Anxiety attack symptoms, (also known as panic attacks), are a sudden, intense experience of fear, apprehension or terror that seems to come out of nowhere. Other symptoms include:
- heart palpitations
- accelerated heart rate
- chest tightness or pain
- sense of impending doom
- an urge to escape
In many situations, panic attacks can be like the body reacting to an emotional trigger, before the mind registers the underlying emotions.
Help for Anxiety Attacks
Many people having a panic attack worry that they are having a heart attack. It is important to have a thorough physical exam by a health professional to rule out heart attack symptoms or other heath problems.
Anxiety symptoms may also be the result of a medication you are taking. Be sure to talk to your doctor before discontinuing any medication.
Your health professional may recommend anti-anxiety medications to help alleviate anxiety attack symptoms.
Working with a counselor can help to address root causes of anxiety and panic attacks. You and your counselor can discuss the situations where you have had panic attacks, looking for triggers that may have an emotional component. Your counselor can also teach you relaxation techniques so you have some specific steps to take to regain control during and after a panic attack.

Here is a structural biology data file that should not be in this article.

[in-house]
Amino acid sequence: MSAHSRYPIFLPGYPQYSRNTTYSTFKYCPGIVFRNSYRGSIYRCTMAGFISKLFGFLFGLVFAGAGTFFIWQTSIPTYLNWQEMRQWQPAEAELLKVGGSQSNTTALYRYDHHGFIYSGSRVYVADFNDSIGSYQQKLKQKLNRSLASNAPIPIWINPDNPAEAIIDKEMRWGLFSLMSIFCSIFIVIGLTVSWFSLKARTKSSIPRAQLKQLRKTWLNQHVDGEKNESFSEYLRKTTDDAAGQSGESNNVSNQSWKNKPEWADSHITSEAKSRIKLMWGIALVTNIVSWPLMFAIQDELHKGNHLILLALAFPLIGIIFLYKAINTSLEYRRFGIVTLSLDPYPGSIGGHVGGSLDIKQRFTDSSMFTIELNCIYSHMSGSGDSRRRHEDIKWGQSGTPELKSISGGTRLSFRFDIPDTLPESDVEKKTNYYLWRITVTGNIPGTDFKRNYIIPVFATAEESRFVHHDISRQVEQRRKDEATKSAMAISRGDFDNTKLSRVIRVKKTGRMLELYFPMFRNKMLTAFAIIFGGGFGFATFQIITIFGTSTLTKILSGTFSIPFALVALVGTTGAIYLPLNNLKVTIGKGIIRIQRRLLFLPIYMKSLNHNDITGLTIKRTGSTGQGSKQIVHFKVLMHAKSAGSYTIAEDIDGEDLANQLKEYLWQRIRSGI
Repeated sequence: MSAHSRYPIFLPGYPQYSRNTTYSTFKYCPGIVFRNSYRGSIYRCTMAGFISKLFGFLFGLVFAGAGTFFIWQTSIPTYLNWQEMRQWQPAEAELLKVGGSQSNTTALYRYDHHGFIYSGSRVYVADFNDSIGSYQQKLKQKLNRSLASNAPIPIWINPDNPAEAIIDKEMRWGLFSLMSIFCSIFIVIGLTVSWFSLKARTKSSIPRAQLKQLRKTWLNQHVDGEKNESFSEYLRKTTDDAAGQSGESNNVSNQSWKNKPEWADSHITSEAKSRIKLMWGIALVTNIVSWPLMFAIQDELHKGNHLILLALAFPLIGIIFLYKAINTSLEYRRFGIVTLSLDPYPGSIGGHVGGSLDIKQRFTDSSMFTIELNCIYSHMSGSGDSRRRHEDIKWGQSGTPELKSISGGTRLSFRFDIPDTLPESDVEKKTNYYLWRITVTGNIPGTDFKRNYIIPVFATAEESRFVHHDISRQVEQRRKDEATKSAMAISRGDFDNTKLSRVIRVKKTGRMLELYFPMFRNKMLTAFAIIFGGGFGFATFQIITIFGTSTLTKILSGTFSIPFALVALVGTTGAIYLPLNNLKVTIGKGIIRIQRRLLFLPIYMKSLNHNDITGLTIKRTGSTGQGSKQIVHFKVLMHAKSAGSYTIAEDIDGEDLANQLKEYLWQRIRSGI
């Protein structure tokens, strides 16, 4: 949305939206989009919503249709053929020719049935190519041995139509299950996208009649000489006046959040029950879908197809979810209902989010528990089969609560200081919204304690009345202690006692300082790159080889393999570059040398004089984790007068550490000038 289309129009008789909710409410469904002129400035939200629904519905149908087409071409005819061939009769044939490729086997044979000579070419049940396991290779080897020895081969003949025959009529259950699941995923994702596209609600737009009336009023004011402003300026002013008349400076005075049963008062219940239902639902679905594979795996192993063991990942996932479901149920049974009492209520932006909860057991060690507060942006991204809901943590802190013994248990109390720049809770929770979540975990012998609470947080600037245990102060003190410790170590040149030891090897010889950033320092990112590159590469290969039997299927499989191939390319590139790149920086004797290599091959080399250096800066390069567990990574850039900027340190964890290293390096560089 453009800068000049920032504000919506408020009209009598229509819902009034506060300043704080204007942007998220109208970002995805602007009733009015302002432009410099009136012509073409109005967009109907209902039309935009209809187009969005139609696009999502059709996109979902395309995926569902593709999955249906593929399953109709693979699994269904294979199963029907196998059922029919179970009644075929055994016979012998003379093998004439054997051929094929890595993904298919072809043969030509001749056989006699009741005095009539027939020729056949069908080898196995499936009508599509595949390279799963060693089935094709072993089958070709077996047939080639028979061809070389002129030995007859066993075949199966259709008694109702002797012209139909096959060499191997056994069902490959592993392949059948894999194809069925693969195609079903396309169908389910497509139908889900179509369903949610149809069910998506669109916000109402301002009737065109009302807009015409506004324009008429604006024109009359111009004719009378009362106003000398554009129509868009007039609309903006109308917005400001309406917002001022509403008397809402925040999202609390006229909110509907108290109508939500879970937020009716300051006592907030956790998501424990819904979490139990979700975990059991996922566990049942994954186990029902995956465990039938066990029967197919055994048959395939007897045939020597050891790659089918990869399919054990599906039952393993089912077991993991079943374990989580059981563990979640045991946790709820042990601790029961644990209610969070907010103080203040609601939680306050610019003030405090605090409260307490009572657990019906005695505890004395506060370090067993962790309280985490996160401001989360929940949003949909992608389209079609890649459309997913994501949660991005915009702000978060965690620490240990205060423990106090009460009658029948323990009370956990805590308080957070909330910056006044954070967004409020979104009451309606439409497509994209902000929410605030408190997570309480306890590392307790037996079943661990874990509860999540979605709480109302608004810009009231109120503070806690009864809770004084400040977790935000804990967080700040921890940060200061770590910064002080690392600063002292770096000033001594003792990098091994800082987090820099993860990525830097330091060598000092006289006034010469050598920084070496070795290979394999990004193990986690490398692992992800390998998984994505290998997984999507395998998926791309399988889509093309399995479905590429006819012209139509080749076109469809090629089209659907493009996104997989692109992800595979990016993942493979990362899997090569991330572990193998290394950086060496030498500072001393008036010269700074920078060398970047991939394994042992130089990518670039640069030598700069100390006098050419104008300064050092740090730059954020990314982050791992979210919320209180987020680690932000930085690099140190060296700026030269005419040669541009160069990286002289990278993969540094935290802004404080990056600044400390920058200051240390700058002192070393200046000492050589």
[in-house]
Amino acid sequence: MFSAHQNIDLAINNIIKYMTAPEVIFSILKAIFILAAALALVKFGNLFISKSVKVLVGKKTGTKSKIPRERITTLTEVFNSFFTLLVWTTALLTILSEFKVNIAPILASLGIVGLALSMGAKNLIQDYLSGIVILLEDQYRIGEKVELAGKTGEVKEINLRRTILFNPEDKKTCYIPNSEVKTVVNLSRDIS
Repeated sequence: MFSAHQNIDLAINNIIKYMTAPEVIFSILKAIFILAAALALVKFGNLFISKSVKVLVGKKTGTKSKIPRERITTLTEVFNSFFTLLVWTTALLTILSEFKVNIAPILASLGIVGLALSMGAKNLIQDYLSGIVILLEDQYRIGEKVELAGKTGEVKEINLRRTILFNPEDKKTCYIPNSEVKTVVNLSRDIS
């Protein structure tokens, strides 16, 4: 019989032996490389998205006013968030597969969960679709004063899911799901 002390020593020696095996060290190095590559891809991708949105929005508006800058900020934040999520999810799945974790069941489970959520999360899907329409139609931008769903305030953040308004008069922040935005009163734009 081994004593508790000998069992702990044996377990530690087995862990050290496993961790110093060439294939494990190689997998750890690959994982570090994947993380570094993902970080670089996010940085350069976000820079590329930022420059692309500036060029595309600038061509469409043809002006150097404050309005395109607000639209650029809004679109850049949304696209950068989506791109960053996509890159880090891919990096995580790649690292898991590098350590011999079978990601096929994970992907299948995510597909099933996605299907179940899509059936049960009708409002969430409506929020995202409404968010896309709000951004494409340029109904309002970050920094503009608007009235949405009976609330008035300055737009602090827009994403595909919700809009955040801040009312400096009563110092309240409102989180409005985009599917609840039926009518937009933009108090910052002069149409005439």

Anxiety symptoms can be rooted in a variety of emotions that may be just under the surface. These may include guilt, anger, fear or any number of other feelings that are difficult to express directly. By exploring these emotions, you may be able to reduce or eliminate anxiety attack symptoms.
For example, you may experience an anxiety attack while shopping when you see a former spouse or romantic partner. Underneath the anxiety may be anger and resentment that you still carry toward someone who hurt you. There are likely things you wish you could tell that person, but don't know how to. A counselor can help you process these unresolved feelings about the other person.